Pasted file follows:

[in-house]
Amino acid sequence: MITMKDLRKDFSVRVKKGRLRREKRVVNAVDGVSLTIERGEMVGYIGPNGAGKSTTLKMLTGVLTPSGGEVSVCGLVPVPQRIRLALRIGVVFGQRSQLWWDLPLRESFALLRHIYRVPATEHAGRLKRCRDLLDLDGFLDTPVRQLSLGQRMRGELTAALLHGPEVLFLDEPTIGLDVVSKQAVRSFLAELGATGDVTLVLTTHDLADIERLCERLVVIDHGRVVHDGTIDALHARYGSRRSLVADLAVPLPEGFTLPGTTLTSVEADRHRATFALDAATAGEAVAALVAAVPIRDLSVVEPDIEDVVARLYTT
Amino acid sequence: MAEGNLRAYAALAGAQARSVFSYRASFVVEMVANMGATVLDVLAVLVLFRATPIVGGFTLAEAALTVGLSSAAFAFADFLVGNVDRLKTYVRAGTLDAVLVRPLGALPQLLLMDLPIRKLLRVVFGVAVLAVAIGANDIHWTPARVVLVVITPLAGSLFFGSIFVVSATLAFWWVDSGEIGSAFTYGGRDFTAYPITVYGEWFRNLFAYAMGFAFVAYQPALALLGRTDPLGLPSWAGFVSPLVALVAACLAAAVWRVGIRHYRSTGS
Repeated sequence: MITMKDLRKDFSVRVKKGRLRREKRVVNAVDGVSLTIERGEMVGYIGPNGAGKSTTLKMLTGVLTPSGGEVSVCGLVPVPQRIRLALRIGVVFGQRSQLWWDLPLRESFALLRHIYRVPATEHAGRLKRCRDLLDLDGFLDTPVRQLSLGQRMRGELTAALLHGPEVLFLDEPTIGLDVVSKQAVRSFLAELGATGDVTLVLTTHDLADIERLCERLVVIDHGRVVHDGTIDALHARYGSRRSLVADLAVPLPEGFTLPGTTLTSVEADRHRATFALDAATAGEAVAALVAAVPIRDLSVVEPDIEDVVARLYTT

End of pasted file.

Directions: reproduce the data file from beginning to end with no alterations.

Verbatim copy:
[in-house]
Amino acid sequence: MITMKDLRKDFSVRVKKGRLRREKRVVNAVDGVSLTIERGEMVGYIGPNGAGKSTTLKMLTGVLTPSGGEVSVCGLVPVPQRIRLALRIGVVFGQRSQLWWDLPLRESFALLRHIYRVPATEHAGRLKRCRDLLDLDGFLDTPVRQLSLGQRMRGELTAALLHGPEVLFLDEPTIGLDVVSKQAVRSFLAELGATGDVTLVLTTHDLADIERLCERLVVIDHGRVVHDGTIDALHARYGSRRSLVADLAVPLPEGFTLPGTTLTSVEADRHRATFALDAATAGEAVAALVAAVPIRDLSVVEPDIEDVVARLYTT
Amino acid sequence: MAEGNLRAYAALAGAQARSVFSYRASFVVEMVANMGATVLDVLAVLVLFRATPIVGGFTLAEAALTVGLSSAAFAFADFLVGNVDRLKTYVRAGTLDAVLVRPLGALPQLLLMDLPIRKLLRVVFGVAVLAVAIGANDIHWTPARVVLVVITPLAGSLFFGSIFVVSATLAFWWVDSGEIGSAFTYGGRDFTAYPITVYGEWFRNLFAYAMGFAFVAYQPALALLGRTDPLGLPSWAGFVSPLVALVAACLAAAVWRVGIRHYRSTGS
Repeated sequence: MITMKDLRKDFSVRVKKGRLRREKRVVNAVDGVSLTIERGEMVGYIGPNGAGKSTTLKMLTGVLTPSGGEVSVCGLVPVPQRIRLALRIGVVFGQRSQLWWDLPLRESFALLRHIYRVPATEHAGRLKRCRDLLDLDGFLDTPVRQLSLGQRMRGELTAALLHGPEVLFLDEPTIGLDVVSKQAVRSFLAELGATGDVTLVLTTHDLADIERLCERLVVIDHGRVVHDGTIDALHARYGSRRSLVADLAVPLPEGFTLPGTTLTSVEADRHRATFALDAATAGEAVAALVAAVPIRDLSVVEPDIEDVVARLYTT